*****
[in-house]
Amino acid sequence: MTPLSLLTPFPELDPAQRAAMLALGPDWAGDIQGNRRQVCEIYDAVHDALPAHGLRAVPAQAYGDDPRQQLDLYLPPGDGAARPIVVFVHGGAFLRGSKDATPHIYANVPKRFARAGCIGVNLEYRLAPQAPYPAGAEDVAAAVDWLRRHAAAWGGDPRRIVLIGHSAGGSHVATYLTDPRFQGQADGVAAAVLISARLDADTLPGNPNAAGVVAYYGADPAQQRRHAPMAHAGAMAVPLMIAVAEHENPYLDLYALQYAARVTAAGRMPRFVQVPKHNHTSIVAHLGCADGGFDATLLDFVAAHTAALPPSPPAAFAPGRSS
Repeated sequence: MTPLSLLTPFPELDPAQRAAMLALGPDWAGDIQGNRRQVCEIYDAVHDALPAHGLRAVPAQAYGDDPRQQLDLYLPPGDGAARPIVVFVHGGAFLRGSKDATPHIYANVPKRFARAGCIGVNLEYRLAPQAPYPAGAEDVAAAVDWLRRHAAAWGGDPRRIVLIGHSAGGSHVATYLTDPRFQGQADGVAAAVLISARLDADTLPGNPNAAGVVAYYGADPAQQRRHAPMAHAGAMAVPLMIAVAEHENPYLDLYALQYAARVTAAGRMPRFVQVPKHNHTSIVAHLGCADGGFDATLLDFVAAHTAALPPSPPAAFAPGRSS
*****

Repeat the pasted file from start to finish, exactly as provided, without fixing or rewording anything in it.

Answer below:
[in-house]
Amino acid sequence: MTPLSLLTPFPELDPAQRAAMLALGPDWAGDIQGNRRQVCEIYDAVHDALPAHGLRAVPAQAYGDDPRQQLDLYLPPGDGAARPIVVFVHGGAFLRGSKDATPHIYANVPKRFARAGCIGVNLEYRLAPQAPYPAGAEDVAAAVDWLRRHAAAWGGDPRRIVLIGHSAGGSHVATYLTDPRFQGQADGVAAAVLISARLDADTLPGNPNAAGVVAYYGADPAQQRRHAPMAHAGAMAVPLMIAVAEHENPYLDLYALQYAARVTAAGRMPRFVQVPKHNHTSIVAHLGCADGGFDATLLDFVAAHTAALPPSPPAAFAPGRSS
Repeated sequence: MTPLSLLTPFPELDPAQRAAMLALGPDWAGDIQGNRRQVCEIYDAVHDALPAHGLRAVPAQAYGDDPRQQLDLYLPPGDGAARPIVVFVHGGAFLRGSKDATPHIYANVPKRFARAGCIGVNLEYRLAPQAPYPAGAEDVAAAVDWLRRHAAAWGGDPRRIVLIGHSAGGSHVATYLTDPRFQGQADGVAAAVLISARLDADTLPGNPNAAGVVAYYGADPAQQRRHAPMAHAGAMAVPLMIAVAEHENPYLDLYALQYAARVTAAGRMPRFVQVPKHNHTSIVAHLGCADGGFDATLLDFVAAHTAALPPSPPAAFAPGRSS